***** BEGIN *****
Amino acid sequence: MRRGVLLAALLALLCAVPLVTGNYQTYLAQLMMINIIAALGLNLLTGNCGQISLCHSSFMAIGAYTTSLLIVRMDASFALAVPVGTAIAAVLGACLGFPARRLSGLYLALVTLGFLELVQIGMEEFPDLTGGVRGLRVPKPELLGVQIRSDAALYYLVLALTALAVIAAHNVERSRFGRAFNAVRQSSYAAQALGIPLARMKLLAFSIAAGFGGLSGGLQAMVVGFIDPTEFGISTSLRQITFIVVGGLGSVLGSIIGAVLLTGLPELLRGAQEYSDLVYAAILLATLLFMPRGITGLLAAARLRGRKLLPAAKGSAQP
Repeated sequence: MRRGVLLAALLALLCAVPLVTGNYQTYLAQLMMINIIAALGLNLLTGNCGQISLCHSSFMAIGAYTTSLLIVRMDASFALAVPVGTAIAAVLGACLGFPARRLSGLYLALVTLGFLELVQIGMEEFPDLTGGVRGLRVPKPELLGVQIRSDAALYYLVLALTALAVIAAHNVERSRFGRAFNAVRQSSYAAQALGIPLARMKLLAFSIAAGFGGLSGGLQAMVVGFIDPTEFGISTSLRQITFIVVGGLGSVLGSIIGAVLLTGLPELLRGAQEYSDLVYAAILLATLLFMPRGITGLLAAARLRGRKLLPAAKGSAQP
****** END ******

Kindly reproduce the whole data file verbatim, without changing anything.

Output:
Amino acid sequence: MRRGVLLAALLALLCAVPLVTGNYQTYLAQLMMINIIAALGLNLLTGNCGQISLCHSSFMAIGAYTTSLLIVRMDASFALAVPVGTAIAAVLGACLGFPARRLSGLYLALVTLGFLELVQIGMEEFPDLTGGVRGLRVPKPELLGVQIRSDAALYYLVLALTALAVIAAHNVERSRFGRAFNAVRQSSYAAQALGIPLARMKLLAFSIAAGFGGLSGGLQAMVVGFIDPTEFGISTSLRQITFIVVGGLGSVLGSIIGAVLLTGLPELLRGAQEYSDLVYAAILLATLLFMPRGITGLLAAARLRGRKLLPAAKGSAQP
Repeated sequence: MRRGVLLAALLALLCAVPLVTGNYQTYLAQLMMINIIAALGLNLLTGNCGQISLCHSSFMAIGAYTTSLLIVRMDASFALAVPVGTAIAAVLGACLGFPARRLSGLYLALVTLGFLELVQIGMEEFPDLTGGVRGLRVPKPELLGVQIRSDAALYYLVLALTALAVIAAHNVERSRFGRAFNAVRQSSYAAQALGIPLARMKLLAFSIAAGFGGLSGGLQAMVVGFIDPTEFGISTSLRQITFIVVGGLGSVLGSIIGAVLLTGLPELLRGAQEYSDLVYAAILLATLLFMPRGITGLLAAARLRGRKLLPAAKGSAQP